Winter is the perfect time to explore the natural stone shelters where native Arkansans once lived
April is the coolest month for bookworms, because that's when the Arkansas Literary Festival returns. This weekend, April 14-17, authors will read, lecture, answer questions and (most likely) party. Novelists, screenwriters, actors, cooks, poets and artists will talk about how they do what they do at venues throughout downtown and midtown Little Rock (and in Conway, at Hendrix College). In short, the Lit Fest is taking over, and you won't be able to escape it.
To set the mood, the Times offers interviews with several writers:
A Q&A with Peter Guralnick
On writing biographies, Elvis, Charlie Rich and more.
by Will Stephenson
A Q&A with Angela Flournoy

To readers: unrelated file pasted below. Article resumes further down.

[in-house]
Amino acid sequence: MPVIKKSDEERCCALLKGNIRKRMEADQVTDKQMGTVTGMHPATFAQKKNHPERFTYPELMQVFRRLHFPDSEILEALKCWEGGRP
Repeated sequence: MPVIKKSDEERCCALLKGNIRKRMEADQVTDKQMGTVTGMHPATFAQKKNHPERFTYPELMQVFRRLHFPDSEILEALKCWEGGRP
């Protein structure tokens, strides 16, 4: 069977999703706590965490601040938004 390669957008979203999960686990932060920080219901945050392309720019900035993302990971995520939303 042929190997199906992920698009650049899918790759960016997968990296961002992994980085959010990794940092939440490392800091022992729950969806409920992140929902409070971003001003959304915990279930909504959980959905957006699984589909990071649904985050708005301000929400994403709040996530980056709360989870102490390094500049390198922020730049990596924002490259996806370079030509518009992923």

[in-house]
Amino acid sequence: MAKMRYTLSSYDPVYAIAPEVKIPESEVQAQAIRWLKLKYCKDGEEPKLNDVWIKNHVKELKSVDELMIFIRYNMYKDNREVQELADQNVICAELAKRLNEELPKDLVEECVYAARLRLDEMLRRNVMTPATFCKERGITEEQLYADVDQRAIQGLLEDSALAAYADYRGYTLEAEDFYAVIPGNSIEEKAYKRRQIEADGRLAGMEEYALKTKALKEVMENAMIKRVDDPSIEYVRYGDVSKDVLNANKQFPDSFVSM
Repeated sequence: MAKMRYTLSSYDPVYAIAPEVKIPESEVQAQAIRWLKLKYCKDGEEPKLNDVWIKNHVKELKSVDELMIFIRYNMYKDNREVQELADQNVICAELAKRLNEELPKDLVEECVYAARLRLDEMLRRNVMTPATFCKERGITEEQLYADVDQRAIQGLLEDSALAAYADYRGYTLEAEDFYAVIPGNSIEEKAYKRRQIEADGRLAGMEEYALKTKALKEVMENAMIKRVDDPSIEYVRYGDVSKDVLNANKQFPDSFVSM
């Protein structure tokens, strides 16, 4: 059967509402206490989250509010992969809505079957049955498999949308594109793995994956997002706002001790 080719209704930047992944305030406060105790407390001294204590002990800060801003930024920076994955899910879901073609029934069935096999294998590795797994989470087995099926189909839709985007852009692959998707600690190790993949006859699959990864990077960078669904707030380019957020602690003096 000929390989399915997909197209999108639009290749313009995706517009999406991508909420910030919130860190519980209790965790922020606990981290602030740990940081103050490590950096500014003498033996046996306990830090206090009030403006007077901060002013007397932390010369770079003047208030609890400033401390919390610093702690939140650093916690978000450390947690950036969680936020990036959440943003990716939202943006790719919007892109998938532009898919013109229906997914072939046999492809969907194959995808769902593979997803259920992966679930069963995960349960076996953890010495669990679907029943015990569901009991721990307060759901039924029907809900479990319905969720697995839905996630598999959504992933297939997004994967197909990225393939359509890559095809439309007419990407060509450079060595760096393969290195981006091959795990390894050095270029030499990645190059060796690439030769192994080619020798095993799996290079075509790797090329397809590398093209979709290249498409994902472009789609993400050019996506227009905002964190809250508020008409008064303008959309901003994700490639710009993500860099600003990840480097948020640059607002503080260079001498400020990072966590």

On her novel "Turner House," Arkansas connections, race and housing discrimination and more.
by Benjamin Hardy
A Q&A with Kevin Young
He's the author of "The Grey Album: On the Blackness of Blackness" and "Blue Laws."
by James Matthews
A Q&A with Kiese Laymon
On writing as survival, reading the canon, fiction v. nonfiction and more.
by James Murray
A Q&A with Alex Mar
On magic, mysticism and memoir.
by Rachael Borné
A Q&A with Adam Hochschild
On pacifism; historical leftists; and his new book, "Spain in Our Hearts: Americans in the Spanish Civil War, 1936-1939."
by Benjamin Hardy
A Q&A with Chris Offut
On his father's secret erotic fiction writing career, genre fiction and more.
by David Koon
7 p.m. "John Gould Fletcher Lecture" by Ben Johnson (Ron Robinson Theater).
7:30 p.m. Reading by poet Kevin Young (Reves Recital Hall, Hendrix College).
Noon. Rien Fertel on barbecue (Whole Hog Cafe).
Noon. Arkansas Shakespeare Theatre Sneak Peek (Cox Creative Center).
Noon. Reading by Philip Martin (Main Library, East Room).
Noon. Central Arkansas Escape Rooms (Main Library, West Room).